Pharmaceutical companies see other reasons for concern. They support comparative effectiveness research in principle, but the specifics could bring challenges. Their prescription drug products currently go through scientific analysis for safety and effectiveness before the FDA gives approval. These studies must pass a traditional standard for approval: The drug must work better than a placebo. Yet, advocates of this research want something more. New drugs should work demonstrably better than existing — often older and much cheaper — drugs to treat the same condition.
Blockbuster drugs now rely on huge advertising budgets to spur sales. Yet, findings that an expensive new drug works no better than a cheaper alternative sold in generic form won't spark an exciting advertising campaign.
Who's left to push hard for the goals of comparative effectiveness research?
Mostly, it's academic researchers and those in Congress, the government and insurance companies wanting to save money. But appeals to saving money lack the power to counter what Dr. Jerry Avorn at Harvard University calls an avalanche of non-facts used in opposition to this type of research. The public may favor lower health costs in general but not when it leads to what they view as limits on their treatment options.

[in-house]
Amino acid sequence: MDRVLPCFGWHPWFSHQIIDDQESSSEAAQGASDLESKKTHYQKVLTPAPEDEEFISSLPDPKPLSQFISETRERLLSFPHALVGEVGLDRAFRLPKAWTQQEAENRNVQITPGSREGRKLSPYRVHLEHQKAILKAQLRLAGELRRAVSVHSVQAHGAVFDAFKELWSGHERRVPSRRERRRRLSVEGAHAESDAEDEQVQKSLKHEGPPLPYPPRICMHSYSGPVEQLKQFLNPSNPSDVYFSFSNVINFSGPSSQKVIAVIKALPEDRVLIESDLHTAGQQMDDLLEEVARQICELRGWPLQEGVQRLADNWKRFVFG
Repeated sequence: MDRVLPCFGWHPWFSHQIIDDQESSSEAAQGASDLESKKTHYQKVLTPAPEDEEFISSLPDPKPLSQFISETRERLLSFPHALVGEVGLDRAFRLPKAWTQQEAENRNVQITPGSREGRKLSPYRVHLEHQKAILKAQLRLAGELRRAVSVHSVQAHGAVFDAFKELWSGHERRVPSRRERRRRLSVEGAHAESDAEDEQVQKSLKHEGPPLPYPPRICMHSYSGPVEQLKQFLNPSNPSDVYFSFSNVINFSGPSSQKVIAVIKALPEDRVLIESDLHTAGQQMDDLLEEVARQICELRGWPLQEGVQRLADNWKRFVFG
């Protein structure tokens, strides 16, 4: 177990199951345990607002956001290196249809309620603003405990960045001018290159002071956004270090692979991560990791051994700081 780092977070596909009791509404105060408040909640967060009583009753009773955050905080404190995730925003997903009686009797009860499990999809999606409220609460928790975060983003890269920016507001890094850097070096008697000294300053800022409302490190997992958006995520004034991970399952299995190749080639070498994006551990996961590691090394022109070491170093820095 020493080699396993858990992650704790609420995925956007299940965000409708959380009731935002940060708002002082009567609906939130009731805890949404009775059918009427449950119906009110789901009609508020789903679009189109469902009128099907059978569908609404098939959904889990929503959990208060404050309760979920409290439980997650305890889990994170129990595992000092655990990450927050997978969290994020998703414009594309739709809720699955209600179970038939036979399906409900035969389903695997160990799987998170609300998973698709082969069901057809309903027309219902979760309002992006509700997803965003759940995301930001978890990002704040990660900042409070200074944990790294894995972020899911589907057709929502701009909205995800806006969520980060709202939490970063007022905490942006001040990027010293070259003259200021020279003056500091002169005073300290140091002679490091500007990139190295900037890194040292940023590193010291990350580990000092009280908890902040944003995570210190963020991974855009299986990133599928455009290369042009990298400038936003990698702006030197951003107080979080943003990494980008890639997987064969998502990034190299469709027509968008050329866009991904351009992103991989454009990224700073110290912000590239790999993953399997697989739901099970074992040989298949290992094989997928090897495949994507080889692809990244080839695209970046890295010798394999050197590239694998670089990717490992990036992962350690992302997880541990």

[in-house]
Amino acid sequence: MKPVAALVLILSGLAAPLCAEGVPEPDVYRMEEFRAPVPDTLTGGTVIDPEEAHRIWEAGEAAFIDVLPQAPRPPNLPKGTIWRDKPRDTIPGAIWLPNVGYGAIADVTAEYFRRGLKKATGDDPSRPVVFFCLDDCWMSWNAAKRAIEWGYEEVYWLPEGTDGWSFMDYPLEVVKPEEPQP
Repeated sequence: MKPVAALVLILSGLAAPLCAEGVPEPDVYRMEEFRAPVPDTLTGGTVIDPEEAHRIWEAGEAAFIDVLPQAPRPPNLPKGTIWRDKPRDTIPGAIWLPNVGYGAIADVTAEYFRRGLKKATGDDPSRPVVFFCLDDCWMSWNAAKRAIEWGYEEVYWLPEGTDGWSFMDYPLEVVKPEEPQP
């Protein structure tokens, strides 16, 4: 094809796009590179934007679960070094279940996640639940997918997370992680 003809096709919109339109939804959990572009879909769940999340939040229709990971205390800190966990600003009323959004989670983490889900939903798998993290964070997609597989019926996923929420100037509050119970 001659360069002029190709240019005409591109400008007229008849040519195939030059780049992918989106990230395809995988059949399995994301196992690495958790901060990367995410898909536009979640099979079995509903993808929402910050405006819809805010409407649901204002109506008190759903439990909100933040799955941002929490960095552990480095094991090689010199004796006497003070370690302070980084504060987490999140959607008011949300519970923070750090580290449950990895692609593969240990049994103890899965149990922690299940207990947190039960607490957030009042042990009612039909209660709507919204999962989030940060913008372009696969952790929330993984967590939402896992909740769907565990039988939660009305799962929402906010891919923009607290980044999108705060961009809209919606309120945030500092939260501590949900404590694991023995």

Defense of comparative effectiveness research needs something more than concern with the bottom line. Writing in the New England Journal of Medicine, Avorn suggests another strategy: Make a moral case for the value of knowledge and the leadership of America in generating that knowledge. Knowledge is a public good like clean air and water. Practitioners, patients and policymakers can benefit from it.
For example, a famous 2002 study of 30,000-plus patients with high blood pressure found that inexpensive diuretics worked as well or better than much more costly drugs. Rather than restrict choices, the knowledge gained from the study gives physicians and patients help in selecting wisely from the many choices available.
Indeed, knowledge can improve personalized medicine. Drs. Alan Garber and Sean Tunis argue that this research often produces findings on how treatments benefit some patients more than others. The knowledge can help match treatment to the needs of individual patients. It can make the American health care system better.
Problems exist in comparative effectiveness research. For one, experts need to translate research findings into clear and usable clinical recommendations that physicians and patients can use. For another, they need to package the recommendations in ways that complement rather than replace clinical judgments.
Still, the guiding principle that knowledge is better than ignorance remains powerful. Despite their varied concerns, conservatives, liberals, medical practitioners, insurance providers, pharmaceutical companies and patients can agree on that.